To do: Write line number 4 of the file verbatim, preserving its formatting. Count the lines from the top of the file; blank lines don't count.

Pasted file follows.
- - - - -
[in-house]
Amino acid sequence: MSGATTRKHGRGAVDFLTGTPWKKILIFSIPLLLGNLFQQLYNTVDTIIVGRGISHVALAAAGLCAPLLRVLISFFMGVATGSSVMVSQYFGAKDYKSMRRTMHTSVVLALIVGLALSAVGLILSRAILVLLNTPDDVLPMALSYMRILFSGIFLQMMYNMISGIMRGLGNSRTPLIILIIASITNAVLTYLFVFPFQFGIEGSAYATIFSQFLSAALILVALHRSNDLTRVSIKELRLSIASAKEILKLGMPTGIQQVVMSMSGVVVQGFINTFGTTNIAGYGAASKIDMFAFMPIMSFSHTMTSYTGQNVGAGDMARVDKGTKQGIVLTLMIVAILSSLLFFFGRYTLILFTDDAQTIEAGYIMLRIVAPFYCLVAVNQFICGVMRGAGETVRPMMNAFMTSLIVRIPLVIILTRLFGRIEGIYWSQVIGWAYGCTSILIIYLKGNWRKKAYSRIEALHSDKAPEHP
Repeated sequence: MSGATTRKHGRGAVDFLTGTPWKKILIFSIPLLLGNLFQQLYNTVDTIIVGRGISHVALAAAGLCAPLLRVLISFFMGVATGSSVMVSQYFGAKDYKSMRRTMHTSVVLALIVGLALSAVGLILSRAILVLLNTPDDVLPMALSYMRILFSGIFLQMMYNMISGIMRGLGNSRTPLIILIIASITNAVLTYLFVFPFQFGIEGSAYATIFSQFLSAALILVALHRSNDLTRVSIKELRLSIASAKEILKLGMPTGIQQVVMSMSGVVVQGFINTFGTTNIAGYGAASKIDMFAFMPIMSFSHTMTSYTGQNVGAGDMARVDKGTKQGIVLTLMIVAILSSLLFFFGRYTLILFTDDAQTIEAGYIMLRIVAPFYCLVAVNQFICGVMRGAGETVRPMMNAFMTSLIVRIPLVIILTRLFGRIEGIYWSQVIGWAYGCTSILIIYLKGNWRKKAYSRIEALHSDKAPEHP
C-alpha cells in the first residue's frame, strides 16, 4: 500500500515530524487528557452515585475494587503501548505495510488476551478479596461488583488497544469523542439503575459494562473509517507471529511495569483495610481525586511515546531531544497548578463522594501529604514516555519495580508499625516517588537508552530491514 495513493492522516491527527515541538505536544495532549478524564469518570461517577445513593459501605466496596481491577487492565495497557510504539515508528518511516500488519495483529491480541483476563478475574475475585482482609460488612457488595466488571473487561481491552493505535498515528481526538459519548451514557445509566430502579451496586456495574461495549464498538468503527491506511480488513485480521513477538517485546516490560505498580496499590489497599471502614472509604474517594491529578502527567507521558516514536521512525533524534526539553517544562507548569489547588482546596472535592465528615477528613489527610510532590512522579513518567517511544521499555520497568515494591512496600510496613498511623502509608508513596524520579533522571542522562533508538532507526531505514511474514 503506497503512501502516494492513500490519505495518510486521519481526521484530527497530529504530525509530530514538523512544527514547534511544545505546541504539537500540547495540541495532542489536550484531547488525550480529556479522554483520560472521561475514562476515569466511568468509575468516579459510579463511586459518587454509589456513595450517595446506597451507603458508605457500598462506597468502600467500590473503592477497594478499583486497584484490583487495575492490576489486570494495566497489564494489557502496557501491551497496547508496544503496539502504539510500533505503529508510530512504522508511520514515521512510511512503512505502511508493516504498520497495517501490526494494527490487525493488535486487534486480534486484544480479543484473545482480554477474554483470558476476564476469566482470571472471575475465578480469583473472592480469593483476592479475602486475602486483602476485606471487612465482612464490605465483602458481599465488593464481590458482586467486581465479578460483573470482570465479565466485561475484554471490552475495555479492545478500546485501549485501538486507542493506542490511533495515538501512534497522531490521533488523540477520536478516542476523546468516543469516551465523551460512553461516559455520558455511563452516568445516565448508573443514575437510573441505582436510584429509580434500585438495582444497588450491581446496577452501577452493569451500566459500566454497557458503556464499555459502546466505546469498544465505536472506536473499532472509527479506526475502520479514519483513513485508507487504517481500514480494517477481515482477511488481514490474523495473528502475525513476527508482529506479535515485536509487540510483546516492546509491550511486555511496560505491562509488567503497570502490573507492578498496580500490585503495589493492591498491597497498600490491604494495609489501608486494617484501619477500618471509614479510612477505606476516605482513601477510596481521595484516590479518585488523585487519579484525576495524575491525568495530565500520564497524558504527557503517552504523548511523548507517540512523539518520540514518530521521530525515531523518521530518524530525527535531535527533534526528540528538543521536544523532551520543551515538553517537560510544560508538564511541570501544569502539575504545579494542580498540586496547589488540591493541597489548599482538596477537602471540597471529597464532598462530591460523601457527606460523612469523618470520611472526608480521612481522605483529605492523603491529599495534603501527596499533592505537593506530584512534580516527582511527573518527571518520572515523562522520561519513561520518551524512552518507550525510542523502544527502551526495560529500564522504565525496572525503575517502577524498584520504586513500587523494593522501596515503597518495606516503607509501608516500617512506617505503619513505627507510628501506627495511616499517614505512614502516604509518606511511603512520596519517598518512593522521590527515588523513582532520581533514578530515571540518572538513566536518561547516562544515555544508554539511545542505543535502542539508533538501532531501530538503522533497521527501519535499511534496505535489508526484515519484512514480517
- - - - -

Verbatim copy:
C-alpha cells in the first residue's frame, strides 16, 4: 500500500515530524487528557452515585475494587503501548505495510488476551478479596461488583488497544469523542439503575459494562473509517507471529511495569483495610481525586511515546531531544497548578463522594501529604514516555519495580508499625516517588537508552530491514 495513493492522516491527527515541538505536544495532549478524564469518570461517577445513593459501605466496596481491577487492565495497557510504539515508528518511516500488519495483529491480541483476563478475574475475585482482609460488612457488595466488571473487561481491552493505535498515528481526538459519548451514557445509566430502579451496586456495574461495549464498538468503527491506511480488513485480521513477538517485546516490560505498580496499590489497599471502614472509604474517594491529578502527567507521558516514536521512525533524534526539553517544562507548569489547588482546596472535592465528615477528613489527610510532590512522579513518567517511544521499555520497568515494591512496600510496613498511623502509608508513596524520579533522571542522562533508538532507526531505514511474514 503506497503512501502516494492513500490519505495518510486521519481526521484530527497530529504530525509530530514538523512544527514547534511544545505546541504539537500540547495540541495532542489536550484531547488525550480529556479522554483520560472521561475514562476515569466511568468509575468516579459510579463511586459518587454509589456513595450517595446506597451507603458508605457500598462506597468502600467500590473503592477497594478499583486497584484490583487495575492490576489486570494495566497489564494489557502496557501491551497496547508496544503496539502504539510500533505503529508510530512504522508511520514515521512510511512503512505502511508493516504498520497495517501490526494494527490487525493488535486487534486480534486484544480479543484473545482480554477474554483470558476476564476469566482470571472471575475465578480469583473472592480469593483476592479475602486475602486483602476485606471487612465482612464490605465483602458481599465488593464481590458482586467486581465479578460483573470482570465479565466485561475484554471490552475495555479492545478500546485501549485501538486507542493506542490511533495515538501512534497522531490521533488523540477520536478516542476523546468516543469516551465523551460512553461516559455520558455511563452516568445516565448508573443514575437510573441505582436510584429509580434500585438495582444497588450491581446496577452501577452493569451500566459500566454497557458503556464499555459502546466505546469498544465505536472506536473499532472509527479506526475502520479514519483513513485508507487504517481500514480494517477481515482477511488481514490474523495473528502475525513476527508482529506479535515485536509487540510483546516492546509491550511486555511496560505491562509488567503497570502490573507492578498496580500490585503495589493492591498491597497498600490491604494495609489501608486494617484501619477500618471509614479510612477505606476516605482513601477510596481521595484516590479518585488523585487519579484525576495524575491525568495530565500520564497524558504527557503517552504523548511523548507517540512523539518520540514518530521521530525515531523518521530518524530525527535531535527533534526528540528538543521536544523532551520543551515538553517537560510544560508538564511541570501544569502539575504545579494542580498540586496547589488540591493541597489548599482538596477537602471540597471529597464532598462530591460523601457527606460523612469523618470520611472526608480521612481522605483529605492523603491529599495534603501527596499533592505537593506530584512534580516527582511527573518527571518520572515523562522520561519513561520518551524512552518507550525510542523502544527502551526495560529500564522504565525496572525503575517502577524498584520504586513500587523494593522501596515503597518495606516503607509501608516500617512506617505503619513505627507510628501506627495511616499517614505512614502516604509518606511511603512520596519517598518512593522521590527515588523513582532520581533514578530515571540518572538513566536518561547516562544515555544508554539511545542505543535502542539508533538501532531501530538503522533497521527501519535499511534496505535489508526484515519484512514480517